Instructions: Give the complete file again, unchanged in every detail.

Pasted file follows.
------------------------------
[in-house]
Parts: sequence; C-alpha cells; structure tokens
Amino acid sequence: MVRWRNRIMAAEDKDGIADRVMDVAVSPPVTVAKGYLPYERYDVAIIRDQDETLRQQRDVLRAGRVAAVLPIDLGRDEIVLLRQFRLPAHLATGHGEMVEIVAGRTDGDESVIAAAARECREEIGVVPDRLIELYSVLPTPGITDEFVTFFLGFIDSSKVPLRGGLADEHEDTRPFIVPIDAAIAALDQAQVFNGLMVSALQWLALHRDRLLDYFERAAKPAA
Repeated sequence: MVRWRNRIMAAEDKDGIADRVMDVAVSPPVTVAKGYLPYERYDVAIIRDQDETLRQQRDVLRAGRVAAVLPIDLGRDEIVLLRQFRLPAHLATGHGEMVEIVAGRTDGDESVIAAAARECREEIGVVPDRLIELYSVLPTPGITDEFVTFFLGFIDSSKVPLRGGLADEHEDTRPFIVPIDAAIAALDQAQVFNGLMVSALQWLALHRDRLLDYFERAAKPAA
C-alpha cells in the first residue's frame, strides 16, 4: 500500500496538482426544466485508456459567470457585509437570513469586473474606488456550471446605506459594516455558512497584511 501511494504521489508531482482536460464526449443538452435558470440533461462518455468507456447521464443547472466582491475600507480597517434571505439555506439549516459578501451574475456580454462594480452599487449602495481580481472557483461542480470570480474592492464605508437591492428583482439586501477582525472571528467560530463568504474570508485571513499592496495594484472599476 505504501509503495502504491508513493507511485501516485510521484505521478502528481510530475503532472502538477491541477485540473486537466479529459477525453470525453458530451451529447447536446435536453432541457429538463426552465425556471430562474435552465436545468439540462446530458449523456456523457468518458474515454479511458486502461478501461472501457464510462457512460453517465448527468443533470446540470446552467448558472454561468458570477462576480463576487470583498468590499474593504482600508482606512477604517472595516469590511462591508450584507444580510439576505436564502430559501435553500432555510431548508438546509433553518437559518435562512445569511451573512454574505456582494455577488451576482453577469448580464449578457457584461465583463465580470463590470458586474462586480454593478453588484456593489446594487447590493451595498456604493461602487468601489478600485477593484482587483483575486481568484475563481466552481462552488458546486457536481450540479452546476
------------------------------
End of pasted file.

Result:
[in-house]
Parts: sequence; C-alpha cells; structure tokens
Amino acid sequence: MVRWRNRIMAAEDKDGIADRVMDVAVSPPVTVAKGYLPYERYDVAIIRDQDETLRQQRDVLRAGRVAAVLPIDLGRDEIVLLRQFRLPAHLATGHGEMVEIVAGRTDGDESVIAAAARECREEIGVVPDRLIELYSVLPTPGITDEFVTFFLGFIDSSKVPLRGGLADEHEDTRPFIVPIDAAIAALDQAQVFNGLMVSALQWLALHRDRLLDYFERAAKPAA
Repeated sequence: MVRWRNRIMAAEDKDGIADRVMDVAVSPPVTVAKGYLPYERYDVAIIRDQDETLRQQRDVLRAGRVAAVLPIDLGRDEIVLLRQFRLPAHLATGHGEMVEIVAGRTDGDESVIAAAARECREEIGVVPDRLIELYSVLPTPGITDEFVTFFLGFIDSSKVPLRGGLADEHEDTRPFIVPIDAAIAALDQAQVFNGLMVSALQWLALHRDRLLDYFERAAKPAA
C-alpha cells in the first residue's frame, strides 16, 4: 500500500496538482426544466485508456459567470457585509437570513469586473474606488456550471446605506459594516455558512497584511 501511494504521489508531482482536460464526449443538452435558470440533461462518455468507456447521464443547472466582491475600507480597517434571505439555506439549516459578501451574475456580454462594480452599487449602495481580481472557483461542480470570480474592492464605508437591492428583482439586501477582525472571528467560530463568504474570508485571513499592496495594484472599476 505504501509503495502504491508513493507511485501516485510521484505521478502528481510530475503532472502538477491541477485540473486537466479529459477525453470525453458530451451529447447536446435536453432541457429538463426552465425556471430562474435552465436545468439540462446530458449523456456523457468518458474515454479511458486502461478501461472501457464510462457512460453517465448527468443533470446540470446552467448558472454561468458570477462576480463576487470583498468590499474593504482600508482606512477604517472595516469590511462591508450584507444580510439576505436564502430559501435553500432555510431548508438546509433553518437559518435562512445569511451573512454574505456582494455577488451576482453577469448580464449578457457584461465583463465580470463590470458586474462586480454593478453588484456593489446594487447590493451595498456604493461602487468601489478600485477593484482587483483575486481568484475563481466552481462552488458546486457536481450540479452546476